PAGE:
[Rick Smith]: And that’s the goal right there: make sure these 60 kids get the education that they deserve. But, the bigger question then becomes, “why is this being allowed to happen?”
[Desire Grover]: Exactly.
[Rick Smith]: My mind goes to…I’m seeing here in Harrisburg this movement to profitize and privatize public education. Is this an example of underfunding something so that it fails so you can go, “see look! This is failing. We need to bring in a for-profit charter school. Or, we need to bring in vouchers. Or, we need to do a whole bunch of different things all at once, except fixing the problem that you have in that school which is: you don’t have enough certified teachers.
[Desire Grover]: Exactly. And we do have our suspicions as to why our district is being under-minded in this way. Wanda Mann who is the president of the board does have a relationship…or a friendship with Dominic Pileggi, our Senator. And we do know…just connecting some of the dots here…we know that…I don’t know if you’ve heard of Vahan Gureghian…he owns the largest…one of the largest brick and mortar charters in Pennsylvania, which resides here in Chester City. That school has enrolled at least 2700 students, making it bigger than half the state’s districts. 54% of the kindergarten…I’m sorry…54% of kindergarten through eighth grade students in Chester Upland [School District] attend this school.
The reason why this matters is because this gentleman is also one of the largest individual contributors to Tom Corbett, who has received over the past three years about $330,000.
[Rick Smith]: Oh, say it isnt’ so! I mean the more you look at it the more you go, “don’t spit on me and tell me that it’s raining.” I mean at the end of the day, if it walks like a duck and quack like a duck, look it’s a duck! What’s happening here is…to me…it looks painfully obvious. They’re starving your school to death so that their donors…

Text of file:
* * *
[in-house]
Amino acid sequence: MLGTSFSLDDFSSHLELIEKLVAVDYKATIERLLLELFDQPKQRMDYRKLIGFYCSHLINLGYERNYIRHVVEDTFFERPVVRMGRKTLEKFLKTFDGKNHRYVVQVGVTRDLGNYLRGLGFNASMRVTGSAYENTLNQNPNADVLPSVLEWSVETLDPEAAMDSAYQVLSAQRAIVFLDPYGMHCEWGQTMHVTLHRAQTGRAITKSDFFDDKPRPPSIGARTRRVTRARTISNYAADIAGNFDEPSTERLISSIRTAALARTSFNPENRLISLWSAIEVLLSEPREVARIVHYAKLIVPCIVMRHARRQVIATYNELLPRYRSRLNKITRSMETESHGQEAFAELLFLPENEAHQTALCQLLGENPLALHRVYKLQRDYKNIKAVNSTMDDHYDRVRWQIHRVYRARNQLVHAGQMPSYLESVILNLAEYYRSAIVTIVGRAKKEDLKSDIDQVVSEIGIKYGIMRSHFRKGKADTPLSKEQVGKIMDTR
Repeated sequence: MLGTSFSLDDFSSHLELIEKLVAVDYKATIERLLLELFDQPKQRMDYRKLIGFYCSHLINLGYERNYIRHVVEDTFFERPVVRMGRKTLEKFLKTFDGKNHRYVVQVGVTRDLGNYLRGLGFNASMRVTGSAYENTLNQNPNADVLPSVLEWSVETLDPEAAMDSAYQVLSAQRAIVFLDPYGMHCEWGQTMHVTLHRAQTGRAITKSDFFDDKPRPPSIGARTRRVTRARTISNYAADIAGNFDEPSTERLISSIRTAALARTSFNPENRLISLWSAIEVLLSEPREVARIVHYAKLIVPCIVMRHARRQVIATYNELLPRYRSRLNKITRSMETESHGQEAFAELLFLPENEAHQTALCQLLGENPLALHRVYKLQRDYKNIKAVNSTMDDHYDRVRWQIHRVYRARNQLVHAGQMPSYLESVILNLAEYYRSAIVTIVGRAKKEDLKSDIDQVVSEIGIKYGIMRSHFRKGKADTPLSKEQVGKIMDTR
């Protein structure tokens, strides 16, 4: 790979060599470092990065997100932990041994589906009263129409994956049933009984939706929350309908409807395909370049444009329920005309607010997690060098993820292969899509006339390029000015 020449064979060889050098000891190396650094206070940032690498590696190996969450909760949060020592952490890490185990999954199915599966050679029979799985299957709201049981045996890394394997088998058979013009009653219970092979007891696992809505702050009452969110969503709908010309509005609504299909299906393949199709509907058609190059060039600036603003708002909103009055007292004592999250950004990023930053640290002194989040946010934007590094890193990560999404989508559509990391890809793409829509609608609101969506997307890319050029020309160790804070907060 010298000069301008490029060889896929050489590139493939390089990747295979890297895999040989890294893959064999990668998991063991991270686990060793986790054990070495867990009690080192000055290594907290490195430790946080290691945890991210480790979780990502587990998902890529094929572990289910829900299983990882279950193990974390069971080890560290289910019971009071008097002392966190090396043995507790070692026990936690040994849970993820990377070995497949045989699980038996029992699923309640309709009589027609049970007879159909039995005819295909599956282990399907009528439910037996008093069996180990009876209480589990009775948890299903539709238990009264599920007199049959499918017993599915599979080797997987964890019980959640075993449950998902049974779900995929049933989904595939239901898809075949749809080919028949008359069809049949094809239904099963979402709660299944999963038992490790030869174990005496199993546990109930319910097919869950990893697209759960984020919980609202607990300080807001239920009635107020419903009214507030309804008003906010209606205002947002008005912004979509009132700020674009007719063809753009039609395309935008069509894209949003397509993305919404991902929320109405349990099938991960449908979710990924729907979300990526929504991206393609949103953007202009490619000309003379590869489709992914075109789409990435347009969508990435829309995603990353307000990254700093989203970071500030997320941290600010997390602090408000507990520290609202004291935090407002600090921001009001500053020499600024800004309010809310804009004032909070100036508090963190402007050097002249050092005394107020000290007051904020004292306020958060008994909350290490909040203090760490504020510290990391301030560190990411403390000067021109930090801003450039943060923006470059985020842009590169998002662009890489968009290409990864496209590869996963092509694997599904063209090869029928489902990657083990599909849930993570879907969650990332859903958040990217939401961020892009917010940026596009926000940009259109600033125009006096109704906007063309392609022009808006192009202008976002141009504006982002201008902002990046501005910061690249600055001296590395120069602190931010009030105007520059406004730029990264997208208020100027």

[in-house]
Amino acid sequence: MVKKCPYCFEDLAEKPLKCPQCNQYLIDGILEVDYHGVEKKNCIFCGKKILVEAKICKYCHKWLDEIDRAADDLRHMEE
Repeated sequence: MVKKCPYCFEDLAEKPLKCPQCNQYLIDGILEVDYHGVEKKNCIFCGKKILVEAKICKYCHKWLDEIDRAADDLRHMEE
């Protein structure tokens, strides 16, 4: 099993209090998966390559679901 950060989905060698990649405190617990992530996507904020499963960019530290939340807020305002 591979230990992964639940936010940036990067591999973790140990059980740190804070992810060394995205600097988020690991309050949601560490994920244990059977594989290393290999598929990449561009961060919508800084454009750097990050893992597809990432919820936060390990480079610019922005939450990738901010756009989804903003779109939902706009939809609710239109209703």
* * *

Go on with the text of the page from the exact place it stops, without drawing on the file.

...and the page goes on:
[Desire Grover]: Yes, they can charter it, they can fully charter it. They know that parents are desperate and just want a stable school district, so they’re going to do what they can to find someplace where they can educate their child in a safe and reasonable environment. Right now, we do believe that there is an effort to undermine our school district.
Now, we still have work to do to connect all these dots, but we do believe there is evidence there.
[Rick Smith]: Look, I’m not against kids getting an education, I absolutely want that. And if it has to be in a private setting–if that’s what it comes to–fine, but don’t lie to me and say that, “well, look, the school’s failing so we have to have this.” Especially, if you’re doing your best to make sure that school fails. How many kids from this high school…this high school, this Chester Science and Discovery School have left to go to the other–to the charter school? How much revenue do you think has gone from one to the other?
[Desire Grover]: Well, to be honest, I’m not absolutely sure how many have left so far. But I have talked to, anecdotally, I’ve talk to some parents who are looking for other options because of the disruption.
[Rick Smith]: I know I would be!
[Desire Grover]: And you can understand. Our biggest argument is, whether your for or against chartering the school district, isn’t so much the issue as much as in the process of this supposed transition you really don’t have the right to destroy the future of an entire class.
[Rick Smith]: Here’s the thing, Desire, at the end of this…we are…what you are living through right now is the future of public education in the State of Pennsylvania if they get their way. What they’re doing to that public school, what they ‘re doing there is what we’re going to see in communities across this state.